Judging by the number of inquiries I’ve been getting recently, getting one’s financial house in order is a popular New Year’s Resolution (or an incomplete one from last year!). If you are also interested in doing some financial house cleaning, spreading it out over the course of the year can make it more manageable.
With the recent spate of high‐profile hacking incidents into corporate networks (e.g., Home Depot, JPMorgan), now is a good time to review ways you can protect yourself online and make sure your cyber hygiene is adequate given the ever‐more sophisticated tactics of hackers and fraudsters.
One of my favorite topics is teaching kids about money. Related to that topic, and particularly relevant with the holidays approaching, is how to teach kids to be generous to others and their community.
“If you don’t know where you are going, any road will get you there” – Lewis Carroll
In order to lead a fulfilling life, it is important to step back and think about what gives meaning to your life and what are your most important goals. It is too easy to get absorbed in doing what you think you should do instead of focusing on what is really important to you.
After the lazy days of summer, the Fall is often a time of renewed focus on planning and project completion before year‐end. To that end, if getting serious about saving for your kids’ college is one of your projects, there are several different account types to consider. Each has its own advantages and disadvantages. This article summarizes several of the most common account types and one less common one.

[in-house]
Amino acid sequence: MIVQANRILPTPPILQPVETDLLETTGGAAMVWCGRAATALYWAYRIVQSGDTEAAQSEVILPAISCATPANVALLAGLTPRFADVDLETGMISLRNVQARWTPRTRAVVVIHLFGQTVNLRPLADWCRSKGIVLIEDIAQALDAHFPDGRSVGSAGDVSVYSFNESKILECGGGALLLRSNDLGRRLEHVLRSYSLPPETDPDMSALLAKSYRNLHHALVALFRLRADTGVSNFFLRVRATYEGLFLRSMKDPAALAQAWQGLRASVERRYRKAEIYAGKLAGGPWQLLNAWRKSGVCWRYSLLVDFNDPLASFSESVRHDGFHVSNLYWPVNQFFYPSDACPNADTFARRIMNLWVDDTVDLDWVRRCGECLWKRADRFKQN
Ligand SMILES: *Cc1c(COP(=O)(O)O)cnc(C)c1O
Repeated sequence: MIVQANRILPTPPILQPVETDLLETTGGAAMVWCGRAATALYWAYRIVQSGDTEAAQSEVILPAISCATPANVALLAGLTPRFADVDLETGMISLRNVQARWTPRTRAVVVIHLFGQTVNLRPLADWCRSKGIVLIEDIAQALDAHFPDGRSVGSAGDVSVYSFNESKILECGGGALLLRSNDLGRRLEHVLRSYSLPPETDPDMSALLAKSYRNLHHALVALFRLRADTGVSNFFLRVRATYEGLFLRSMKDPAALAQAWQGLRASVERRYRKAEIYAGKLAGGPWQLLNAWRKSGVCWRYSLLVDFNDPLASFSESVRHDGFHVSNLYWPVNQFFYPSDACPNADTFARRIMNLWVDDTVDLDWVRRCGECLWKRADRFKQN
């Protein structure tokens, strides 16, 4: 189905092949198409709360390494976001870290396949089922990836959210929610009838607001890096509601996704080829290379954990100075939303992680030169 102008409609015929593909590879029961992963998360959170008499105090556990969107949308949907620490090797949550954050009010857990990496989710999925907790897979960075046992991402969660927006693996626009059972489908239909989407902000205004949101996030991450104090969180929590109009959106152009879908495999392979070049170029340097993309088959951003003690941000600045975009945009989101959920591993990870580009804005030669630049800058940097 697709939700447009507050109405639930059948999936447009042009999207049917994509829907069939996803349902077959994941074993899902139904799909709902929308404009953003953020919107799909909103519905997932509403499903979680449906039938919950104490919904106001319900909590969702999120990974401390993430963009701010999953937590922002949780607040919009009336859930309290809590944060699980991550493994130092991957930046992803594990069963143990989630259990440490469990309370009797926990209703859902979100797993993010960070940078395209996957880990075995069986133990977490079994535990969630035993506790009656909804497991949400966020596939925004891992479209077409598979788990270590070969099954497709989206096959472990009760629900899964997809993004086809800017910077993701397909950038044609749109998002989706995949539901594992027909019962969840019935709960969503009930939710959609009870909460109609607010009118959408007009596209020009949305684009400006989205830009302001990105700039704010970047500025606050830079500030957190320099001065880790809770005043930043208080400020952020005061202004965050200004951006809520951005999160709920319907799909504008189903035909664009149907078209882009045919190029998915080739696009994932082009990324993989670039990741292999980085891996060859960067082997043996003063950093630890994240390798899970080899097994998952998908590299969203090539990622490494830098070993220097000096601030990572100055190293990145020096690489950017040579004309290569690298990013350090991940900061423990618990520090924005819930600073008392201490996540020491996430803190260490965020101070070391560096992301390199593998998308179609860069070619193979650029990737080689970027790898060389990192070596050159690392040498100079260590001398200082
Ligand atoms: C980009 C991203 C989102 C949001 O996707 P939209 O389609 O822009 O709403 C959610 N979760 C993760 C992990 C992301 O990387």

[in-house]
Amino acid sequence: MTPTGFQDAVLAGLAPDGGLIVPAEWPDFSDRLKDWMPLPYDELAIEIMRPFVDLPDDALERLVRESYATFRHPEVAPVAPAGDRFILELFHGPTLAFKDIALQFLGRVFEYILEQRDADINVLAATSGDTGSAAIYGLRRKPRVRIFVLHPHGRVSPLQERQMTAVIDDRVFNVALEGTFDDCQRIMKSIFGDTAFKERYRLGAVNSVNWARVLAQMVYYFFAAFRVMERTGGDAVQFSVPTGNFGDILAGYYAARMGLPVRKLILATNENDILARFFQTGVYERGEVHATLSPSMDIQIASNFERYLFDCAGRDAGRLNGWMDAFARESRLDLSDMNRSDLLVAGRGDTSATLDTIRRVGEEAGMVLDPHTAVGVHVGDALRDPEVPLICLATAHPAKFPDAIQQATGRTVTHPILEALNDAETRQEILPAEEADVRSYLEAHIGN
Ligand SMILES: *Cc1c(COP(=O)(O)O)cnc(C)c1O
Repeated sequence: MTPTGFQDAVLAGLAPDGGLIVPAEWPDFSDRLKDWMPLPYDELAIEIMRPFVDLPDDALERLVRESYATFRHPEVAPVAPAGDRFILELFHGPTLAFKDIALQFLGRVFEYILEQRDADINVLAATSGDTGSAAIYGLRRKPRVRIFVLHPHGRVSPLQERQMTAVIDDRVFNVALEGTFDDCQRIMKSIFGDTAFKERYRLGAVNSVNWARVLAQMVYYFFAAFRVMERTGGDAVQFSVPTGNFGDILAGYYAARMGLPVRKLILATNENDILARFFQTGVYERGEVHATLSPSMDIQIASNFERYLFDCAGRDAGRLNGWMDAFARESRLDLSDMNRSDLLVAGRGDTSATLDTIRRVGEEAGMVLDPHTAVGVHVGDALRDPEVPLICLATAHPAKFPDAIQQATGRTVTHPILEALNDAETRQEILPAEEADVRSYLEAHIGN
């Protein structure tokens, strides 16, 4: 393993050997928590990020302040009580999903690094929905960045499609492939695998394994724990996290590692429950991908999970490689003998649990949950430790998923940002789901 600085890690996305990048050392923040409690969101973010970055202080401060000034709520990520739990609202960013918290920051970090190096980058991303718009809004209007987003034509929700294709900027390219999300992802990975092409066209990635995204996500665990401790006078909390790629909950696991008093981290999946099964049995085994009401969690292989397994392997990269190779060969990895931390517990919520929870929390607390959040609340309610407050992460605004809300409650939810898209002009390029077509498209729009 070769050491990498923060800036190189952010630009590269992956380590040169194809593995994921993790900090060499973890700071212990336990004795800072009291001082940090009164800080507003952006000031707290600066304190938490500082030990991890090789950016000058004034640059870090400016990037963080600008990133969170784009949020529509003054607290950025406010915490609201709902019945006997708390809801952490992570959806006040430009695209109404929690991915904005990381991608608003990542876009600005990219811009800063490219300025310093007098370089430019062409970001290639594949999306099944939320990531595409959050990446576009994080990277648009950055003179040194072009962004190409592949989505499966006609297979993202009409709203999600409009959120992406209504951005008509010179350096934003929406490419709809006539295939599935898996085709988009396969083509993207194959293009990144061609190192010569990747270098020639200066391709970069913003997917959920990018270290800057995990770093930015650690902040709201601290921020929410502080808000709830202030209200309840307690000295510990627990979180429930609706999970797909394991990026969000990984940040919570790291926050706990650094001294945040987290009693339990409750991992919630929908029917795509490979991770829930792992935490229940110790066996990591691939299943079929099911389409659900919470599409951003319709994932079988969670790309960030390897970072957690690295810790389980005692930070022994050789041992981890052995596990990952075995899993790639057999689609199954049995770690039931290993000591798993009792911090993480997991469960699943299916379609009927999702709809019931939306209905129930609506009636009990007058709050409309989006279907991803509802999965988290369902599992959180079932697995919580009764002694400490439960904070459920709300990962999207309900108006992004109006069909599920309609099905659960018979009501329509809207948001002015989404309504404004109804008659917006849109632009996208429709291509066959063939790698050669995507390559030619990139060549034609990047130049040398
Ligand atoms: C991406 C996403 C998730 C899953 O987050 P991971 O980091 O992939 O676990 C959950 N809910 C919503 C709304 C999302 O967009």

While traveling in Costa Rica this summer, I realized that there are many ways to make an international vacation slightly less expensive.
Recent media related to Michael Lewis’s new book “Flash Boys” and an opinion piece in the New York Times titled “The Hidden Cost of Trading Stocks” might cause the ordinary investor to wonder if they should even bother investing if the playing field is so uneven.
I recently moderated a panel on behavioral finance for the Financial Women of San Francisco. It’s a relatively new field that barely existed when I was in business school in the late 90s. Its basic premise is that people make irrational financial decisions due to their human biases.
I recently wrote an article summarizing my top 10 financial planning tips for success. The impetus behind the article was being asked to speak at my business school reunion at UC Berkeley. I have decided to explore each of the tips in more detail in subsequent articles.
In my work with financial planning clients, there are certain themes that occur over and over again. I’ve come to think of these themes as my wish list of top financial planning recommendations that everyone should address.